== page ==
HOW TO BUY A GALLARDO

Re­strained? Un­der­stated? Not a chance. The Lam­borgh­ini Gallardo is the epit­ome of mid-noughties su­per­car ex­cess. John Evans finds out more

Auto Car (UK) - - CONTENTS -

If you think Lam­borgh­ini Gal­lar­dos are crazy, you want to meet their own­ers. Like the lurid shades many of the cars are fa­mously painted in, there’s not a shrink­ing vi­o­let among them.

The model at­tracts all sorts, from the track-day hero who roasts the car’s brakes to the vinyl fetishist who wraps it in ‘chrome’. It’s why you need to be ex­tra vig­i­lant when buying one, es­pe­cially given how, when that bull mas­cot hoves into view, the heart can take over the head.

A more sen­si­ble soul might pop to a Porsche show­room for that most ra­tio­nal of su­per­cars, a 911 – a 2013reg S PDK with barely 10,000 miles on the clock is yours for £75,000. The same money will just about buy the rare and sought-af­ter man­ual Gallardo coupé, but it’ll be nine years older than the Porsche, have cov­ered 32,000 miles and be pow­ered by the less well re­garded 493bhp 5.0-litre V10, not the much-im­proved 552bhp 5.2 that re­placed it in 2008.

The same sum will also buy the more plen­ti­ful (so cheaper) Spy­der au­to­matic – an 06-reg with 27,000 miles and the slightly fruitier 513bhp 5.0-litre that ap­peared in 2005.

Older, higher-mileage Gal­lar­dos such as these make that 911 look a shoo-in but for the fact that the Porsche will never turn heads like the Lam­borgh­ini. And that is the Gallardo’s chief ap­peal.

Well, that and the fact that un­der­neath those eye-catch­ing lines, it’s an Audi in all but name, al­beit with, cru­cially, Lam­borgh­ini’s DNA run­ning through it.

With strik­ing looks, ex­plo­sive per­for­mance and the prom­ise of A3 lev­els of qual­ity and re­li­a­bil­ity, the Gallardo was a hit from the mo­ment it was launched in 2003. It had a light but stiff alu­minium space­frame, alu­minium pan­els and a mid-mounted 5.0-litre V10 pow­er­ing all four wheels on de­mand via a sixspeed man­ual gear­box or a six-speed E-gear pad­dle-shift auto. In 2005, along with the en­gine up­grade, the gear­box ra­tios were short­ened and the sus­pen­sion made sportier. In 2007, the light­ened Su­per­leg­gera ar­rived with a 523bhp V10.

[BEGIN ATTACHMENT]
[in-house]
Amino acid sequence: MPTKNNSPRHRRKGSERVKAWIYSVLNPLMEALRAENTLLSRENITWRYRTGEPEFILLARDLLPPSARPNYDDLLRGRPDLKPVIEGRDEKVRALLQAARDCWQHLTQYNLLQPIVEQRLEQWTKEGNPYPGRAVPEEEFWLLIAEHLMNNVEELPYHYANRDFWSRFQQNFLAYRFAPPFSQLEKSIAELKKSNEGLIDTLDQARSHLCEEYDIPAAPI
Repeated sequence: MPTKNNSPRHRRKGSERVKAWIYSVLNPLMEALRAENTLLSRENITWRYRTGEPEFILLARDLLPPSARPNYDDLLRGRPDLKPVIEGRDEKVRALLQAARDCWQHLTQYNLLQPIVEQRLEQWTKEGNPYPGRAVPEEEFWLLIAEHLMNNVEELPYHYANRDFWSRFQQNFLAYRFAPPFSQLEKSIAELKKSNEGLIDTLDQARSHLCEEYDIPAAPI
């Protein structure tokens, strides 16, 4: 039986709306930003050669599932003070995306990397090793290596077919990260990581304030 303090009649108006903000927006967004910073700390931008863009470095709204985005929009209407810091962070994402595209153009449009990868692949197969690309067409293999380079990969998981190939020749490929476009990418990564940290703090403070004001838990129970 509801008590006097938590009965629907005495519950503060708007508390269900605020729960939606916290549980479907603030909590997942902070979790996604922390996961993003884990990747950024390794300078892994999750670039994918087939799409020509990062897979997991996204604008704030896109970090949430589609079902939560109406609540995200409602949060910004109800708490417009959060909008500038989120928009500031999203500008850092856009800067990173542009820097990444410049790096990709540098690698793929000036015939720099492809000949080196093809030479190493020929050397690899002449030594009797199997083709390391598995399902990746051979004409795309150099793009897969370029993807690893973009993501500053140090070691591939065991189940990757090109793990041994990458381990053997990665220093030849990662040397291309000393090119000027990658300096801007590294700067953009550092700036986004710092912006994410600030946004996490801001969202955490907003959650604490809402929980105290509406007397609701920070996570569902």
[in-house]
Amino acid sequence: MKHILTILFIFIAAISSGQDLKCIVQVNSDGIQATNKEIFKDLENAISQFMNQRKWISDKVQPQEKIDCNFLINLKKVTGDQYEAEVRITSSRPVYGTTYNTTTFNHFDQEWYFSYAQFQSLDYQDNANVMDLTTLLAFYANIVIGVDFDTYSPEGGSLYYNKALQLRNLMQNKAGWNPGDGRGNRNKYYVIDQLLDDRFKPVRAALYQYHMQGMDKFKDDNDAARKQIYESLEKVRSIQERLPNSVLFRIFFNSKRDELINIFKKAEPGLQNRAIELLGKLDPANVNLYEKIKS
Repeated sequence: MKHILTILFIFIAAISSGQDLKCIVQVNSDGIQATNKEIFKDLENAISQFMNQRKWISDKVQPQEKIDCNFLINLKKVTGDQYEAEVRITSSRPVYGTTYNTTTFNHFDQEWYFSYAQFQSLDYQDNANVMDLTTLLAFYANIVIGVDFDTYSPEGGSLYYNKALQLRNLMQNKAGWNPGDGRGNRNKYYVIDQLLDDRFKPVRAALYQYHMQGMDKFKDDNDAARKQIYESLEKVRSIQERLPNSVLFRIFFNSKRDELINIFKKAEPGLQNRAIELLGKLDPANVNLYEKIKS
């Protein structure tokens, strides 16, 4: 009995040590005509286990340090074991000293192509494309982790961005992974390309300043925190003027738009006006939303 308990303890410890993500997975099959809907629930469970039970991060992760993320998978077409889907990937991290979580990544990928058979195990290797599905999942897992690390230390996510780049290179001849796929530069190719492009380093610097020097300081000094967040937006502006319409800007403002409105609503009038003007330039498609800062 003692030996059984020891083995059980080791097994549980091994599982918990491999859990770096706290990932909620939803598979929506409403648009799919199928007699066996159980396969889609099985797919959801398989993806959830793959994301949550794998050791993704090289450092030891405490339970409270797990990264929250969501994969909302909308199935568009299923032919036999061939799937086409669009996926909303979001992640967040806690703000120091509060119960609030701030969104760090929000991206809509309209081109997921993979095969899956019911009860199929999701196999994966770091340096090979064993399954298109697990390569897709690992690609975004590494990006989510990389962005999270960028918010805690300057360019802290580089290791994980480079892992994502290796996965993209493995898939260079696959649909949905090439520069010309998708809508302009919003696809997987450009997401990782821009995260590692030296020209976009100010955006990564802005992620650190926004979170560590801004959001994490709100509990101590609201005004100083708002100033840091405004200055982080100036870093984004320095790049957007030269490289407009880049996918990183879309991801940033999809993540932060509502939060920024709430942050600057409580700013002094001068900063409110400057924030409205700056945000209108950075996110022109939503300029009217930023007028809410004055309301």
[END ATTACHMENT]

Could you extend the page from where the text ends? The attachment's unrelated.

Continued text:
Nice, but Fer­rari’s F430 begged a more se­ri­ous re­sponse and in 2008 it ar­rived in the form of the Gallardo LP 560-4, a much-re­vised model pow­ered by the afore­men­tioned 552bhp 5.2 V10. Lighter and with up­rated sus­pen­sion, it breathed fresh life into the Gallardo, which now faced com­pe­ti­tion from closer to home in the form of the Audi R8 V10 (now there’s a thought: to­day, a 70,000-miler is around £50,000).

The re­vived Gallardo spawned a mul­ti­tude of de­riv­a­tives, in­clud­ing the LP 550-2 Bal­boni, a rear-drive ver­sion with 536bhp and named for Lam­borgh­ini’s leg­endary test driver. In 2010, the Su­per­leg­gera made a come­back, this time with 554bhp. It and other rare spin-offs en­sured the Gallardo would end its days in 2013 as eas­ily Lam­borgh­ini’s best­selling car. Cue some great used car pick­ings, but beware the crazy gang.

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